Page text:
The Hog1 MAPK prevents cross talk between the HOG and pheromone response MAPK pathways in Saccharomyces cerevisiae.
The MAPKKK Ste11p functions in three Saccharomyces cerevisiae MAPK cascades [the high osmolarity glycerol (HOG), pheromone response, and pseudohyphal/invasive growth pathways], but its activation in response to high osmolarity stimulates only the HOG pathway. To determine what restricts cross-activation of MAPK cascades (cross talk), we have studied mutants in which the pheromone response pathway is activated by high osmolarity (1 M sorbitol). We found that mutations in the HOG1 gene, encoding the p38-type MAPK of the HOG pathway, and in the PBS2 gene, encoding the activating kinase for Hog1p, allowed osmolarity-induced activation of the pheromone response pathway. This cross talk required the osmosensor Sho1p, as well as Ste20p, Ste50p, the pheromone response MAPK cascade (Ste11p, Ste7p, and Fus3p or Kss1p), and Ste12p but not Ste4p or the MAPK scaffold protein, Ste5p. The cross talk in hog1 mutants induced multiple responses of the pheromone response pathway: induction of a FUS1::lacZ reporter, morphological changes, and mating in ste4 and ste5 mutants. We suggest that Hog1p may prevent osmolarity-induced cross talk by inhibiting Sho1p, perhaps as part of a feedback control on the HOG pathway. We have also shown that Ste20p and Ste50p function in the Sho1p branch of the HOG pathway and that a second osmosensor in addition to Sho1p may activate Ste11p. Finally, we have found that pseudohyphal growth exhibited by wild-type (HOG1) strains depends on SHO1, suggesting that Sho1p may be a receptor that feeds into the pseudohyphal growth pathway.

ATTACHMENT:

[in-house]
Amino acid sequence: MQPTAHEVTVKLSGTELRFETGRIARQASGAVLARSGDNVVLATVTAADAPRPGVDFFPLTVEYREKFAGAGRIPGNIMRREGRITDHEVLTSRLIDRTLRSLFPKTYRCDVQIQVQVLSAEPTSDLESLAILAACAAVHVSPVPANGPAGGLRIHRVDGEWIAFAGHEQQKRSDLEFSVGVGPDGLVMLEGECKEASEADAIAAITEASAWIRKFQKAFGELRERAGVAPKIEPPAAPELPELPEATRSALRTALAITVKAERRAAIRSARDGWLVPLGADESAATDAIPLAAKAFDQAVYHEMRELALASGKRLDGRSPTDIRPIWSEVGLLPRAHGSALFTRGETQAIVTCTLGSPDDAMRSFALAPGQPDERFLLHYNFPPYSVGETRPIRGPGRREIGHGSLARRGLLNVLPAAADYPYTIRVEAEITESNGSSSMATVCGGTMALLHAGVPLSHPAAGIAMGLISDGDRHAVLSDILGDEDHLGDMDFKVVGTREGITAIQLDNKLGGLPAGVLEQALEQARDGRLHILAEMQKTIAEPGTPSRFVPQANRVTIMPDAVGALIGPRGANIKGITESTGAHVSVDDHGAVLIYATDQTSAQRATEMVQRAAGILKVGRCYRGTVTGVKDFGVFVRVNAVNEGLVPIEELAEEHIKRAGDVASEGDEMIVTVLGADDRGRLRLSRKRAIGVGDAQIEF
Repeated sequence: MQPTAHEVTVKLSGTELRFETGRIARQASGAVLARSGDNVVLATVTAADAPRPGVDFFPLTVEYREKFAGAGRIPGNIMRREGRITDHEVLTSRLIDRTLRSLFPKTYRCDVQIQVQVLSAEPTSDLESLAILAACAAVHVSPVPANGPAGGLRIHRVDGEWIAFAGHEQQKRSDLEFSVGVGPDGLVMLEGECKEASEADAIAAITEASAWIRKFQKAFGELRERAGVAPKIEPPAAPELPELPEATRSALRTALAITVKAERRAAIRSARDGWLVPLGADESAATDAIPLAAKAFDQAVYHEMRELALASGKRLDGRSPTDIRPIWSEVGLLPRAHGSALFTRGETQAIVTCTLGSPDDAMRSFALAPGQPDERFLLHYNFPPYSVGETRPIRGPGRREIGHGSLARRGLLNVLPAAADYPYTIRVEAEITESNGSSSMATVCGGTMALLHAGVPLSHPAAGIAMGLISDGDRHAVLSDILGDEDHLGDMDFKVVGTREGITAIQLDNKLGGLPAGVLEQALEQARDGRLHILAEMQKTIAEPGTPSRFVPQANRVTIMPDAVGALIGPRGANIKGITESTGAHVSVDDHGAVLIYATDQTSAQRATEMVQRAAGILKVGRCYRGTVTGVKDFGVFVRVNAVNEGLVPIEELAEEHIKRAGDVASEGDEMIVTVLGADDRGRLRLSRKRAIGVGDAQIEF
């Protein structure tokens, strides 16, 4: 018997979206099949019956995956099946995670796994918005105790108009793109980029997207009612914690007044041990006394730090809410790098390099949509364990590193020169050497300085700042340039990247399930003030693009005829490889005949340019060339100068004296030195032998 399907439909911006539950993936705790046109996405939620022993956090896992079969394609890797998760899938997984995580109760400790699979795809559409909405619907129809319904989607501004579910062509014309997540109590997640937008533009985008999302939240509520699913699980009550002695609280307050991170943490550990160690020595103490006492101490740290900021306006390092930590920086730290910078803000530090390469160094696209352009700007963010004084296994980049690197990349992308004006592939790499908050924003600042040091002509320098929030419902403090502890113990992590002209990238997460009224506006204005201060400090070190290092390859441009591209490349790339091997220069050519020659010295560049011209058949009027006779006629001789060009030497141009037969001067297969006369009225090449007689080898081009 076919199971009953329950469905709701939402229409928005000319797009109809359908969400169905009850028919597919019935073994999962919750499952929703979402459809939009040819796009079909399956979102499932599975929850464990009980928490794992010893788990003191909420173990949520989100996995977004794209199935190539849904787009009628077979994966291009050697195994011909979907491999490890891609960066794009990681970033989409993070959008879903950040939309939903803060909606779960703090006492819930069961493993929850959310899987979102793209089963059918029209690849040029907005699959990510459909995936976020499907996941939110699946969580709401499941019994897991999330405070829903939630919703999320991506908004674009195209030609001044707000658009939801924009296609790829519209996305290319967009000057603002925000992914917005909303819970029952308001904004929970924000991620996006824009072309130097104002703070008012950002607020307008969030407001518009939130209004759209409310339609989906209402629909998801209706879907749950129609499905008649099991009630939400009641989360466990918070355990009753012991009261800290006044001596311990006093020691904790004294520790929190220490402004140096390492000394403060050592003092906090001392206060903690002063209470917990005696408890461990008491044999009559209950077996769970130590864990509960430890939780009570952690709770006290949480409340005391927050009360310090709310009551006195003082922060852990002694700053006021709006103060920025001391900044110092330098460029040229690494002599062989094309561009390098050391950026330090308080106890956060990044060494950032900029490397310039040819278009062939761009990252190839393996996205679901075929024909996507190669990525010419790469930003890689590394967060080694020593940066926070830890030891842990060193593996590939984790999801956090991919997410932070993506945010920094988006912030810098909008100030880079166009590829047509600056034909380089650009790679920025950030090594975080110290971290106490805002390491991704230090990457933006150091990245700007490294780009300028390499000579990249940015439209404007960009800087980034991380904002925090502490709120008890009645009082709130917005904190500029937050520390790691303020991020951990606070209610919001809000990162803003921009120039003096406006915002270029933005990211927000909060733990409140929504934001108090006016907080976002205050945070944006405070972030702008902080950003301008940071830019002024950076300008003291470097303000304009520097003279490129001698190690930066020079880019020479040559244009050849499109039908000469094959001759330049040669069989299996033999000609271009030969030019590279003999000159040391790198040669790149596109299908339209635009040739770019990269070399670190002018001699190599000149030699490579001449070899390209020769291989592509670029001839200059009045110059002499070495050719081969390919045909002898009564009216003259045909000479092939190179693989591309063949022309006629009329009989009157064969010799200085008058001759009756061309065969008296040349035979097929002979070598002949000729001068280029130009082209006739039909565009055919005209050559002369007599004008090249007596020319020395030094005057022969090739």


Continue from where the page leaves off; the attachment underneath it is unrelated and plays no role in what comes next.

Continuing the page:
Pubmed ID: 9744864 RIS Download
Base Sequence | Binding Sites | Calcium-Calmodulin-Dependent Protein Kinases | DNA Primers | Fungal Proteins | GTP-Binding Protein beta Subunits | GTP-Binding Proteins | Gene Expression | Genes, Fungal | Heterotrimeric GTP-Binding Proteins | Lac Operon | Membrane Proteins | Mitogen-Activated Protein Kinases | Mutation | Osmolar Concentration | Osmotic Pressure | Pheromones | Saccharomyces cerevisiae | Saccharomyces cerevisiae Proteins | Signal Transduction